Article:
This randomized parallel group clinical trial assessed whether combined antibacterial and fluoride therapy benefits the balance between caries pathological and protective factors. Eligible, enrolled adults (n = 231), with 1-7 baseline cavitated teeth, attending a dental school clinic were randomly assigned to a control or intervention group. Salivary mutans streptococci (MS), lactobacilli (LB), fluoride (F) level, and resulting caries risk status (low or high) assays were determined at baseline and every 6 months. After baseline, all cavitated teeth were restored. An examiner masked to group conducted caries exams at baseline and 2 years after completing restorations. The intervention group used fluoride dentifrice (1,100 ppm F as NaF), 0.12% chlorhexidine gluconate rinse based upon bacterial challenge (MS and LB), and 0.05% NaF rinse based upon salivary F. For the primary outcome, mean caries increment, no statistically significant difference was observed (24% difference between control and intervention groups, p = 0.101). However, the supplemental adjusted zero-inflated Poisson caries increment (change in DMFS) model showed the intervention group had a statistically significantly 24% lower mean than the control group (p = 0.020). Overall, caries risk reduced significantly in intervention versus control over 2 years (baseline adjusted generalized linear mixed models odds ratio, aOR = 3.45; 95% CI: 1.67, 7.13). Change in MS bacterial challenge differed significantly between groups (aOR = 6.70; 95% CI: 2.96, 15.13) but not for LB or F. Targeted antibacterial and fluoride therapy based on salivary microbial and fluoride levels favorably altered the balance between pathological and protective caries risk factors.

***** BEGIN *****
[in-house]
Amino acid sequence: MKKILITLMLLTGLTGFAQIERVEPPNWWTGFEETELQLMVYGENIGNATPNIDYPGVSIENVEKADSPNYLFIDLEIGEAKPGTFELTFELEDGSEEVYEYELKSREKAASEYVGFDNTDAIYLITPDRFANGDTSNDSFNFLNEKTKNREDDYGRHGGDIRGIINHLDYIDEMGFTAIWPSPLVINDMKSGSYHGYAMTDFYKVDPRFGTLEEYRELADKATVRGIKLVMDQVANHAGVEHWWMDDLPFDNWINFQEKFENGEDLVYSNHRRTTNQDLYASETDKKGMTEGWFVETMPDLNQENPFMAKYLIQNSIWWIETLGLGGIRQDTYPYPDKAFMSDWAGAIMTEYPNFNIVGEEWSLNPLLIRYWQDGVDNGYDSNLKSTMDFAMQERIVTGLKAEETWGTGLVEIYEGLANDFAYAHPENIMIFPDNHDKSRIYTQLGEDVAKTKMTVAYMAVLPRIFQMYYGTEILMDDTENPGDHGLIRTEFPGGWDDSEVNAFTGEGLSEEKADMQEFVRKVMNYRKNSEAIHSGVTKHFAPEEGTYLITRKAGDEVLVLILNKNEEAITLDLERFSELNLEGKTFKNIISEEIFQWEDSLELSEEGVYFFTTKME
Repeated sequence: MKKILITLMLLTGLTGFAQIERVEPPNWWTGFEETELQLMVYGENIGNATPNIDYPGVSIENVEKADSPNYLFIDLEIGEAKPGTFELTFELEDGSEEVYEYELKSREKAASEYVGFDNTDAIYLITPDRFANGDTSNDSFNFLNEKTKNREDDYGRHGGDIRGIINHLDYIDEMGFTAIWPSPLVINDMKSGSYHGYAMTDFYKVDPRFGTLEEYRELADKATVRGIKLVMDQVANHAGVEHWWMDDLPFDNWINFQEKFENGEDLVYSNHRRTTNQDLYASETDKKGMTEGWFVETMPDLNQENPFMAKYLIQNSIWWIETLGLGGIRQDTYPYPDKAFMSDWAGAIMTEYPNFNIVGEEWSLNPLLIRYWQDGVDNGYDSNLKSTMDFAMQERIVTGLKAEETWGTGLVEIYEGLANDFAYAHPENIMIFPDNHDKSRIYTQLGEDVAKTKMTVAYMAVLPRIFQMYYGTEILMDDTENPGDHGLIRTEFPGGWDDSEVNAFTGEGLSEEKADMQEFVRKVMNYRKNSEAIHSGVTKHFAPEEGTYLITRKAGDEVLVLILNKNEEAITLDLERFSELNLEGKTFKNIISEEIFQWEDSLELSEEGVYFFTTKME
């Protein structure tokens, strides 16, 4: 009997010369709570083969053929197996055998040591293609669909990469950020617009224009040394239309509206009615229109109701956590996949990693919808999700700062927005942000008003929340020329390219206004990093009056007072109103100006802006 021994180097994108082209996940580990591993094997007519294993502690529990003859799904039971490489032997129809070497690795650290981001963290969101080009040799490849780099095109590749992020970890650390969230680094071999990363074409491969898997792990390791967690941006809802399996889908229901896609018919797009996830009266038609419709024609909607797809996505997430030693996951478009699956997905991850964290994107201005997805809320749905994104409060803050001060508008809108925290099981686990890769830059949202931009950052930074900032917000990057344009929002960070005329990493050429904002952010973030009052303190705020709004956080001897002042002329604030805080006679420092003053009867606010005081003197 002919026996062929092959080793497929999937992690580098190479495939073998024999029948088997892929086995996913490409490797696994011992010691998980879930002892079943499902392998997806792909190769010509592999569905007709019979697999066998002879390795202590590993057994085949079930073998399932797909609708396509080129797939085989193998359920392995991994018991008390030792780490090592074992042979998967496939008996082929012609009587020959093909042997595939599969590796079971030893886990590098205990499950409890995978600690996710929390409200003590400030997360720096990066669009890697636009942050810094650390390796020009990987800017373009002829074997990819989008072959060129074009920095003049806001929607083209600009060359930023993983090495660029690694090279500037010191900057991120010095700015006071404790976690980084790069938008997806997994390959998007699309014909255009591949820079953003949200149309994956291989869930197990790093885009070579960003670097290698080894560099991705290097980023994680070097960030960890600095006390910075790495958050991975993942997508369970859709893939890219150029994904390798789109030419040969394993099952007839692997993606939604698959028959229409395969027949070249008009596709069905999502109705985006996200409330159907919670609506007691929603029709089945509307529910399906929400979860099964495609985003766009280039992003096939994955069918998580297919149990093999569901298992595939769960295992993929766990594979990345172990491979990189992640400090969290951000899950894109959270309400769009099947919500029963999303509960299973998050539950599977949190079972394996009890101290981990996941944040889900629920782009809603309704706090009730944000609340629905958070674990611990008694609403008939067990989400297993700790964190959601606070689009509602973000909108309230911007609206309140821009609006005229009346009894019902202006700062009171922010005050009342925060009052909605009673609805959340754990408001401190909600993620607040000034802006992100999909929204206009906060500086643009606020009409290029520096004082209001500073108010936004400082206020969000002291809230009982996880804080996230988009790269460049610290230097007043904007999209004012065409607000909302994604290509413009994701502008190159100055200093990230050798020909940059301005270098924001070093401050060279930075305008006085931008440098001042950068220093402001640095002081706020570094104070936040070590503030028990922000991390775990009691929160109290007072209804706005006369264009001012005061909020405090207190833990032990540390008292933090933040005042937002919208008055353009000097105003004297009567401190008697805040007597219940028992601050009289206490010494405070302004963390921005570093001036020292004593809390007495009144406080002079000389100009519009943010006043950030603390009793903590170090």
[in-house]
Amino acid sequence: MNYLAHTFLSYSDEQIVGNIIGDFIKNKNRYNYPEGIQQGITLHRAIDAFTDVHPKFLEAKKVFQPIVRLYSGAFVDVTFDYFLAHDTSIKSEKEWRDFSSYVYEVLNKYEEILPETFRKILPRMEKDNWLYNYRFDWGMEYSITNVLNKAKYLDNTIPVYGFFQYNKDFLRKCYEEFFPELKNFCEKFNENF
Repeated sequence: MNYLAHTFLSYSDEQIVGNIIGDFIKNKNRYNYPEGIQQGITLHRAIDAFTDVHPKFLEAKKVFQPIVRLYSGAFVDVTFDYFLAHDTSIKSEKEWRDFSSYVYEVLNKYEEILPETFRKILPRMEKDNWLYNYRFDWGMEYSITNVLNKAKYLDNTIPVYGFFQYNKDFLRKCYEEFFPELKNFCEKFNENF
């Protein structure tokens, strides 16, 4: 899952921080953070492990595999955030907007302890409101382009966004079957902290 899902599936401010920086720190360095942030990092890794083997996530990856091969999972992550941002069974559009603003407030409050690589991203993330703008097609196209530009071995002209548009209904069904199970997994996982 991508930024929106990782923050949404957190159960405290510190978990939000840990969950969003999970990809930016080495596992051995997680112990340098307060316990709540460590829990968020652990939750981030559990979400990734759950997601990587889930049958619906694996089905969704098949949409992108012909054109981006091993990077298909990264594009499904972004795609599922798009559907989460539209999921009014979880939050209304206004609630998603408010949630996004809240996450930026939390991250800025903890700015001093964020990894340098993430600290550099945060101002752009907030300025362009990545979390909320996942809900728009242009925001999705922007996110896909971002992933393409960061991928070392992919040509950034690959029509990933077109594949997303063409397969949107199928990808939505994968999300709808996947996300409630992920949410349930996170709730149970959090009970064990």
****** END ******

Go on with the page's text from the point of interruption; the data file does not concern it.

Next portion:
Copyright © 2012 S. Karger AG, Basel.